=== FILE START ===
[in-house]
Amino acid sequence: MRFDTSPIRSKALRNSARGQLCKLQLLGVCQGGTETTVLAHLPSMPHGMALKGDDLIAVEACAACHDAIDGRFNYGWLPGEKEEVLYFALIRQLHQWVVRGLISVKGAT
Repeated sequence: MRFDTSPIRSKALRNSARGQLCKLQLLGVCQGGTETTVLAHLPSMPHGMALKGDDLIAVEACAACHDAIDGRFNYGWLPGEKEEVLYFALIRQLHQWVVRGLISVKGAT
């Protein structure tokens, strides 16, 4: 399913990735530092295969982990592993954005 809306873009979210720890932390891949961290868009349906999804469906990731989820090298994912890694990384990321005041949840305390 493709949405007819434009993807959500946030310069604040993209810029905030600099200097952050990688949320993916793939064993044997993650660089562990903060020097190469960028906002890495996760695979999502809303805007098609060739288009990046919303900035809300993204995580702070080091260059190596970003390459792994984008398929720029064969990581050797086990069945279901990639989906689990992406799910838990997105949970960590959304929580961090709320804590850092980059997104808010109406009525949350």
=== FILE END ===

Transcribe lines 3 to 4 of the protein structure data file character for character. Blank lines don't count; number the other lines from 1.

Repeated sequence: MRFDTSPIRSKALRNSARGQLCKLQLLGVCQGGTETTVLAHLPSMPHGMALKGDDLIAVEACAACHDAIDGRFNYGWLPGEKEEVLYFALIRQLHQWVVRGLISVKGAT
């Protein structure tokens, strides 16, 4: 399913990735530092295969982990592993954005 809306873009979210720890932390891949961290868009349906999804469906990731989820090298994912890694990384990321005041949840305390 493709949405007819434009993807959500946030310069604040993209810029905030600099200097952050990688949320993916793939064993044997993650660089562990903060020097190469960028906002890495996760695979999502809303805007098609060739288009990046919303900035809300993204995580702070080091260059190596970003390459792994984008398929720029064969990581050797086990069945279901990639989906689990992406799910838990997105949970960590959304929580961090709320804590850092980059997104808010109406009525949350």